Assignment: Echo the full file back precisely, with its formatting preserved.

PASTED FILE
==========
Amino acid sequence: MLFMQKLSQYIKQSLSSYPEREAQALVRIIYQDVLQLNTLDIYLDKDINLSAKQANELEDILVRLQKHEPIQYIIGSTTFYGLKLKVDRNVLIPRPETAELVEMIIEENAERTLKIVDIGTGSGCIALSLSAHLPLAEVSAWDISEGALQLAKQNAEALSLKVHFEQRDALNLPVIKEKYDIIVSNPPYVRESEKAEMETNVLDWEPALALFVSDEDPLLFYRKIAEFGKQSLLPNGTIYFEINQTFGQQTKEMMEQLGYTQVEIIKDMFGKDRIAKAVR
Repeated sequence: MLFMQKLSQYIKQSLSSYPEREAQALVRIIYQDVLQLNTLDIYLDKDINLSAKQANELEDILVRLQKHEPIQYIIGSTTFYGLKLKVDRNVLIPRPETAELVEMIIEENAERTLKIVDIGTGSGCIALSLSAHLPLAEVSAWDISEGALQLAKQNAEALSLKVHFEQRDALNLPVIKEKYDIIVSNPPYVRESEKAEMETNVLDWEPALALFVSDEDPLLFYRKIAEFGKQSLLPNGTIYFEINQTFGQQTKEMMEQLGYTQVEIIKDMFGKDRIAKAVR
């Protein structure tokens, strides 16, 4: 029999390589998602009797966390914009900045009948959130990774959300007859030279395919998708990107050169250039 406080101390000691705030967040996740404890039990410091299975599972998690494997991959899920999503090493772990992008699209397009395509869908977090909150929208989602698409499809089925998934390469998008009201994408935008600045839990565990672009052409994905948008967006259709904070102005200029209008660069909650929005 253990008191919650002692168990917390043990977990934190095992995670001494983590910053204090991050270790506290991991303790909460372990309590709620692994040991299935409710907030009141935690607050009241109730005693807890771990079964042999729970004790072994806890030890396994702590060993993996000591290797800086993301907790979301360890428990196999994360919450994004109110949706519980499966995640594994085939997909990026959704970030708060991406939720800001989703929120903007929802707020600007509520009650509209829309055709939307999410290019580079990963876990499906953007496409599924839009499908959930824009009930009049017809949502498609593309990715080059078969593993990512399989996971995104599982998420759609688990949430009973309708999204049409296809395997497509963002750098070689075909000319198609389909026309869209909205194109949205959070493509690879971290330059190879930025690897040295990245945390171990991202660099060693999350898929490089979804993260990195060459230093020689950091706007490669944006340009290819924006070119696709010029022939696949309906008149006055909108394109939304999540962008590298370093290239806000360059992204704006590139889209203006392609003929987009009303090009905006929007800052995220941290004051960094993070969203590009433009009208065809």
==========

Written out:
Amino acid sequence: MLFMQKLSQYIKQSLSSYPEREAQALVRIIYQDVLQLNTLDIYLDKDINLSAKQANELEDILVRLQKHEPIQYIIGSTTFYGLKLKVDRNVLIPRPETAELVEMIIEENAERTLKIVDIGTGSGCIALSLSAHLPLAEVSAWDISEGALQLAKQNAEALSLKVHFEQRDALNLPVIKEKYDIIVSNPPYVRESEKAEMETNVLDWEPALALFVSDEDPLLFYRKIAEFGKQSLLPNGTIYFEINQTFGQQTKEMMEQLGYTQVEIIKDMFGKDRIAKAVR
Repeated sequence: MLFMQKLSQYIKQSLSSYPEREAQALVRIIYQDVLQLNTLDIYLDKDINLSAKQANELEDILVRLQKHEPIQYIIGSTTFYGLKLKVDRNVLIPRPETAELVEMIIEENAERTLKIVDIGTGSGCIALSLSAHLPLAEVSAWDISEGALQLAKQNAEALSLKVHFEQRDALNLPVIKEKYDIIVSNPPYVRESEKAEMETNVLDWEPALALFVSDEDPLLFYRKIAEFGKQSLLPNGTIYFEINQTFGQQTKEMMEQLGYTQVEIIKDMFGKDRIAKAVR
């Protein structure tokens, strides 16, 4: 029999390589998602009797966390914009900045009948959130990774959300007859030279395919998708990107050169250039 406080101390000691705030967040996740404890039990410091299975599972998690494997991959899920999503090493772990992008699209397009395509869908977090909150929208989602698409499809089925998934390469998008009201994408935008600045839990565990672009052409994905948008967006259709904070102005200029209008660069909650929005 253990008191919650002692168990917390043990977990934190095992995670001494983590910053204090991050270790506290991991303790909460372990309590709620692994040991299935409710907030009141935690607050009241109730005693807890771990079964042999729970004790072994806890030890396994702590060993993996000591290797800086993301907790979301360890428990196999994360919450994004109110949706519980499966995640594994085939997909990026959704970030708060991406939720800001989703929120903007929802707020600007509520009650509209829309055709939307999410290019580079990963876990499906953007496409599924839009499908959930824009009930009049017809949502498609593309990715080059078969593993990512399989996971995104599982998420759609688990949430009973309708999204049409296809395997497509963002750098070689075909000319198609389909026309869209909205194109949205959070493509690879971290330059190879930025690897040295990245945390171990991202660099060693999350898929490089979804993260990195060459230093020689950091706007490669944006340009290819924006070119696709010029022939696949309906008149006055909108394109939304999540962008590298370093290239806000360059992204704006590139889209203006392609003929987009009303090009905006929007800052995220941290004051960094993070969203590009433009009208065809």